On Wednesday of this week, I had the opportunity to speak to our moms group on anything I wanted to talk about. I chose the topic of our past, and how it effects us in the here and now. The 3 books that I relied on as I prepared were: Making Peace with Your Past (Wright), The Wounded Heart (Allender), and Instruments in the Redeemers Hands (Tripp).
Here are some of my favorite quotes from Instruments:
“We aren’t just struggling with the horrors of our past, but with how we deal with them. If sin is part of our nature, we will always be dealing not only with our personal history, but with how sin distorts the way we handle it. Help will only come as we deal with our past and our own sin. This is essential because sinners tend to respond sinfully to being sinned against. This is why the only hope for us is a Redeemer. We cannot step out of our sinfulness. We need more than love and encouragement, information and insight. We need rescue. Anything less will not address what is really wrong with us.
“Sin complicates what is already complicated. Life in a fallen world is harder than God ever intended, yet our sin makes it worse. We deal with much more than suffering, disease, disappointment, and death. Our deepest problem is not experiential, biological, or relational; it is moral, and it alters everything. It distorts our identity, alters our perspective, derails our behavior, and kidnaps our hope.
“The good news of the kingdom of God is not freedom from hardship, suffering and loss. It is the news of a Redeemer who has come to rescue me from myself. His rescue produces change that fundamentally alters our response to these inescapable realities. The Redeemer turns rebels into disciples, fools into humble listeners. He makes cripples walk again.
He changes us, he allows us to be part of what he is doing in our own lives. As you respond to the Redeemer’s work in your life, you can learn to be an instrument in his hands.” That’s the goal in the Christian life, I believe—in the here and now—to be an instrument in the Redeemers hands. But the work that it takes to make us USEABLE instruments, can be hard work. And we simply get too comfortable with our own “sin” patterns, to want to give them up. (paraphrased)
These are my thoughts as I remember Dan Allender’s threefold process for healing your wounded heart:
We say, Jesus is the answer, and He is – but what does that looked like fleshed out?
How do we “put on Christ” – how do we unite with Christ in his suffering? How do we work out our salvation with fear and trembling?”
- Bold Love
Without Jesus, it is impossible to get truly honest. Our hearts will continue to deceive us.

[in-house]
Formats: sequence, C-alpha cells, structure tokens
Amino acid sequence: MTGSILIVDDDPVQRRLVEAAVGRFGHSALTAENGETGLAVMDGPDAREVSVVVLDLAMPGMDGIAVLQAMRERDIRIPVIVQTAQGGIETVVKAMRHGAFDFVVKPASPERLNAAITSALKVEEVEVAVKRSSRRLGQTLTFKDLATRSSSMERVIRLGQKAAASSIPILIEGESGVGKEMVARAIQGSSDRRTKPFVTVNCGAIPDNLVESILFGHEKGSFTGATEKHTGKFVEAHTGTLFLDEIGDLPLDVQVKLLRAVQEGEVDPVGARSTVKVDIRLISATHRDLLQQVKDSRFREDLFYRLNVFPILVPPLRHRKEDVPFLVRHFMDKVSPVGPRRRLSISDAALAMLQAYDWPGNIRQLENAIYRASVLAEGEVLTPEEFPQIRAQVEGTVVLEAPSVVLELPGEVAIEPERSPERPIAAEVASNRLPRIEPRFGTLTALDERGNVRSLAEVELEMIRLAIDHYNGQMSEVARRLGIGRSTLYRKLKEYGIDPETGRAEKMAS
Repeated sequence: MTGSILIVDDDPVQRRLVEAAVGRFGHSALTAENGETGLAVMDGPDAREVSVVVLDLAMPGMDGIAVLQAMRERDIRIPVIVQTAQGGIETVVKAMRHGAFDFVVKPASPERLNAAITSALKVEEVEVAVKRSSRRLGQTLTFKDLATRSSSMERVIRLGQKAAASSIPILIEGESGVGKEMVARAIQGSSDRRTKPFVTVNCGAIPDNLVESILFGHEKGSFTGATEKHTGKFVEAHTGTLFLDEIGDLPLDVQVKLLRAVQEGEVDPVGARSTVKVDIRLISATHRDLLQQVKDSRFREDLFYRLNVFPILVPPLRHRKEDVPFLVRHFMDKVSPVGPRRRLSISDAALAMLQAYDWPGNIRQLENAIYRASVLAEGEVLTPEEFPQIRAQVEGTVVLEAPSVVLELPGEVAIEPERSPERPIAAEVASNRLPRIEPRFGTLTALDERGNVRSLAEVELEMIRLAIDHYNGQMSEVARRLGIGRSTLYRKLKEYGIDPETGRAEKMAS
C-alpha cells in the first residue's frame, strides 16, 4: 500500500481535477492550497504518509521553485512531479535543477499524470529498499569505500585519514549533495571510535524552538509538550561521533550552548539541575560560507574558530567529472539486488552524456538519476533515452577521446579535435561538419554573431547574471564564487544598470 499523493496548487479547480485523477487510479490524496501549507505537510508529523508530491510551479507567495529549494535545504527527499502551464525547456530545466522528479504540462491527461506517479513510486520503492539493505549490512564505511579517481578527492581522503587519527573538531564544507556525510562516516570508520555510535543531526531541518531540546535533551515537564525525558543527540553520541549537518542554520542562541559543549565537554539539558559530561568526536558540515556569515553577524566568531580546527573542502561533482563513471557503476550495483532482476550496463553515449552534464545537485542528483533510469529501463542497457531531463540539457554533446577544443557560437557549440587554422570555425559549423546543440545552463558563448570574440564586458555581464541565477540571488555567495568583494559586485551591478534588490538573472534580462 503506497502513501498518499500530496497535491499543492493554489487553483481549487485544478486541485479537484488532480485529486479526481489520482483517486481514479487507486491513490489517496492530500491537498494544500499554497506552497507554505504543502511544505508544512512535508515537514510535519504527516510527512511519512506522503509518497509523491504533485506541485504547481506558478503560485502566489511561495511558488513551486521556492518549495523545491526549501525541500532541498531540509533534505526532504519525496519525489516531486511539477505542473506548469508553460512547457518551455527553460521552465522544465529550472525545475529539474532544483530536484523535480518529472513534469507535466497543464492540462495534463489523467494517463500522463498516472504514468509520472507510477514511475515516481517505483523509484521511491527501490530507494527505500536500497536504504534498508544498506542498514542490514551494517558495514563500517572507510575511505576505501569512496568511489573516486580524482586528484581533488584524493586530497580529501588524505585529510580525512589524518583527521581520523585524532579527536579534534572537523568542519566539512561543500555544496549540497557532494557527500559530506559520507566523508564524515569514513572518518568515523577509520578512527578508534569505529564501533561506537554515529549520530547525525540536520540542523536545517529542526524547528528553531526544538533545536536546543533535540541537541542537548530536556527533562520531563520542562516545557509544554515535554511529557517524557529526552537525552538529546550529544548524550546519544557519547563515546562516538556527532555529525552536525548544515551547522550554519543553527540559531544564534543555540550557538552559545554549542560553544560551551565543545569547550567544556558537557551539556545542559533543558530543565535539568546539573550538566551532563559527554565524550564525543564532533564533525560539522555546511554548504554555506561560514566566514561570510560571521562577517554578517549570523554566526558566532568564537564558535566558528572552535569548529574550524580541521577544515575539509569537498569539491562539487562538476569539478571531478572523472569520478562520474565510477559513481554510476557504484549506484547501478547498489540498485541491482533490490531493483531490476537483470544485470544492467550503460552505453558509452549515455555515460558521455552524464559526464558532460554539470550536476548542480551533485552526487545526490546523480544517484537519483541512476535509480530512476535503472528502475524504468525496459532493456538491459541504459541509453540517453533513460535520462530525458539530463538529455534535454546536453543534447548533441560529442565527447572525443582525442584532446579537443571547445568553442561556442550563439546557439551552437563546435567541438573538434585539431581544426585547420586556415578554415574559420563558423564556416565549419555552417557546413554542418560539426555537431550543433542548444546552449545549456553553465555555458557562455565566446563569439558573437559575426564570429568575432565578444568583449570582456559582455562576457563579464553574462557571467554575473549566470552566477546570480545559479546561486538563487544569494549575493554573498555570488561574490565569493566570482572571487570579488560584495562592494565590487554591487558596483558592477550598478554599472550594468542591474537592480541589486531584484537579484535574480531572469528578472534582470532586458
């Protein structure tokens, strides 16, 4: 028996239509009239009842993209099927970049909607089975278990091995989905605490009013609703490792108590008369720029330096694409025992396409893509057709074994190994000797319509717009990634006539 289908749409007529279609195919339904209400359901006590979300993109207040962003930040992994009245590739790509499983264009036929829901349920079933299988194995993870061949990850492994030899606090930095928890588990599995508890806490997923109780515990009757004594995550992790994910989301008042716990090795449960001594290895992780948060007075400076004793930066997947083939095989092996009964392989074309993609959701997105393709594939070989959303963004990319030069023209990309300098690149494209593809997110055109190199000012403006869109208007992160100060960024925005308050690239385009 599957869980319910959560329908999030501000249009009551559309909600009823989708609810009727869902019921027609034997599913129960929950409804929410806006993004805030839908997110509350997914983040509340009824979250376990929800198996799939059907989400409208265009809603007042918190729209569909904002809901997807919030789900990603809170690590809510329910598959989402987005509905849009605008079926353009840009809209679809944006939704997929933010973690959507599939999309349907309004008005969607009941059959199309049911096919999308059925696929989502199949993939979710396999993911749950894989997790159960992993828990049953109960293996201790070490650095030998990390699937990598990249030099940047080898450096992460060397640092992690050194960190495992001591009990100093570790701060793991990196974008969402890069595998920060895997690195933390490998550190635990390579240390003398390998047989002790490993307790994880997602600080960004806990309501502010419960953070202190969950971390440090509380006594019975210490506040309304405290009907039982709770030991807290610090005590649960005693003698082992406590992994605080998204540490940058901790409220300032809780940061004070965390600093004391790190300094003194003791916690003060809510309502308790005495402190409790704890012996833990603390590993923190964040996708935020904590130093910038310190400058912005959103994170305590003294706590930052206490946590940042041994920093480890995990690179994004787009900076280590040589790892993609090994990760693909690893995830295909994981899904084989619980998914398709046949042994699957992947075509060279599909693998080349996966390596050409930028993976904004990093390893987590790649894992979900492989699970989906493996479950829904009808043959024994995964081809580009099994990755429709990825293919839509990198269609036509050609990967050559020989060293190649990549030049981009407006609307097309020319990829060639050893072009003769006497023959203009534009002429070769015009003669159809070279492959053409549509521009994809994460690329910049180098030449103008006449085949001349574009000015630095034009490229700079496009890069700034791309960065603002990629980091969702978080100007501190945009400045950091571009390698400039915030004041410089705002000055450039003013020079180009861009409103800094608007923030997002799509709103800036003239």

Without Jesus, there is no one to repent to who has the power to cleanse our minds and hearts and souls. Without the conviction of the Holy Spirit, we will feel no need to repent.
Without Jesus, we will never figure out how to love others well.
So, with Jesus, what does this threefold process looked like?
Honesty, with Jesus: I think this looks like taking responsibility for the way we sinfully respond to adversity.
Sin destroys right-thinking.
Repentance, with Jesus: We go to him and confess and ask forgiveness for the way we sinfully respond.
Repentance is the most freeing act! We repent, He cleanses. He restores. We may still live with consequences in some measure – but he restores – he doesn’t want us living under the yolk of condemnation. Romans 8:1 says, “Therefore, there is now no condemnation for those who are in Christ.”
The main consequence for not dealing with your past is this:
A stunted spiritual growth.
When we continue in this role of victim and blamer, – we can’t see past our noses. It doesn’t just stunt our spiritual growth – it stunts our emotional growth as well. You can possess all the knowledge in the world and still be incredibly UNWISE. Wisdom and smarts are 2 separate things, and without getting real with who you are and who Jesus is, wisdom will not happen. Wisdom comes from the Lord.
When we get honest and repent, we are met with bold love. We are met with mercy and grace and forgiveness.
You are learning “to respond differently not out of your strength and ability alone but through his power and presence. Jesus believes in your ability to accomplish a new way of interacting with others. He wants you to be a new person, to develop the potential God has endowed you with, and to be more effective for the cause of Christ.” [Wright]
“Wounds limit you. They diminish your capabilities. But they will heal if they are treated correctly.” [Wright]
Wounded people are overly sensitive.
“The gospel makes it possible to escape over-sensitivity, defensiveness, and the need to criticize others.” (Tim Keller)
The question to ask ourselves daily, as we are confronted with hardship and suffering and being sinned against is this:
Am I living in light of the gospel of Christ? When the answer is often no, its time to get honest, repent and love boldly.
A very relative topic. Wonderful. L, msb
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